Both chambers endorse diverting up to $6.5-million to the hospital. Commissioners are exploring a lawsuit.
By DAVID KARP
© St. Petersburg Times, published May 2, 2000
TALLAHASSEE -- For months, financially strapped Tampa General Hospital has been the subject of studies, all-day meetings and promises to create a tax package.
But with a week to go before the Legislature adjourns, state lawmakers grew tired of talk.
Both the House of Representatives and the Senate tacked amendments onto bills that would require the Hillsborough County Commission to divert as much as $6.5-million in county funds to help the formerly public hospital on Davis Islands.
Both amendments sailed through each chamber Monday without debate and should pass handily before the Legislature goes home Friday, legislators said.
"This is way too important," said state Rep. Sandy Murman, R-Tampa, who crafted the language to help the hospital. "We need to save the hospital."
The bill will come as a blessing to Tampa General, which has lost about $30-million since it changed from a public hospital to a private non-profit in 1997. Without some taxpayer aid, hospital executives say they might have to cut some of Tampa General's money-losing medical services, like its burn unit and Level 1 trauma center, which treats two-thirds of all medical emergencies in Hillsborough.
The $6.5-million would comefrom a reserve fund set aside for the county's health care program for the poor. That reserve was built up from a sales tax authorized by the Legislature.
On top of the county money, Tampa General also stands to get a total of $23-million in state funds this year.
About $5-million will come out of the Board of Regents' budget to pay TGH for training medical students, Murman said. An additional $17.4-million will flow through a Medicaid program to benefit hospitals that see a disproportionate share of poor patients. An additional $800,000 will help pay TGH for its trauma center.
But the bill promises to pit the Legislature against the Hillsborough County Commission, which has asked its attorney to explore a lawsuit against the Legislature over the issue.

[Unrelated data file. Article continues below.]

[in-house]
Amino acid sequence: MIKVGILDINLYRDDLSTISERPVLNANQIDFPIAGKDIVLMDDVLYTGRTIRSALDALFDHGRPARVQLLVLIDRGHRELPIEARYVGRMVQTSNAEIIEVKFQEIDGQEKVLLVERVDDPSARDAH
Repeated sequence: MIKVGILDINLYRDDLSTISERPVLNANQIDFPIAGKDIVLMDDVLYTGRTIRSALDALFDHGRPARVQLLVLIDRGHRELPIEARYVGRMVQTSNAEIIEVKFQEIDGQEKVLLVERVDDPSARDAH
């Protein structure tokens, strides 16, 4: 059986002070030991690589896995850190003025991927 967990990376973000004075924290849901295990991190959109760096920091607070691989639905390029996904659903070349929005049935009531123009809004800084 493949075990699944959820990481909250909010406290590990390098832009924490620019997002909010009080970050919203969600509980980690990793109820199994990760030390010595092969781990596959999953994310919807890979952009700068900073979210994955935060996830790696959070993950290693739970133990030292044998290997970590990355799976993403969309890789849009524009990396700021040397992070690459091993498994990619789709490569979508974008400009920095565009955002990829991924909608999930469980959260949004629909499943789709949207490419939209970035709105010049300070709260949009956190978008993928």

"I am appalled at this kind of action when we have stressed the importance of home rule," Commissioner Tom Scott said late Monday.
- Tom Scott, Hillsborough county commissioner
County Commissioner Chris Hart and Deputy County Administrator Pat Bean flew to Tallahassee last week to persuade legislators to back down. The commission says it wants to give the hospital the money, but on the commission's terms.
Those terms would require Tampa General to give the commission regular financial reports and appoint two new members to the hospital's 14-member board. The new members would have to come from a pool of nominees selected by county commissioners, using a method designed to evade Florida's Government-in-the-Sunshine laws.
Last week, commissioners assured legislators that they were doing their part back home in Tampa. They passed a plan to give TGH local tax money, but it came with so many conditions that it appeared to have no chance of being accepted by the hospital.
TGH's private board will still consider the proposal, but they don't seem in a rush to vote on it. Hospital spokesman John Dunn said the hospital's bylaws require it to wait 48 hours, until at least Wednesday, to hold a meeting to discuss the proposal.
By that time, the Legislature will probably have already passed bills forcing the commission to give TGH the money.
"We have no way of policing the arrangement once we leave session," state Sen. Tom Lee, R-Brandon, said. "If something were to fall apart, it is the hospital that loses."
- David Karp can be reached at (813) 226-3376 or email@example.com.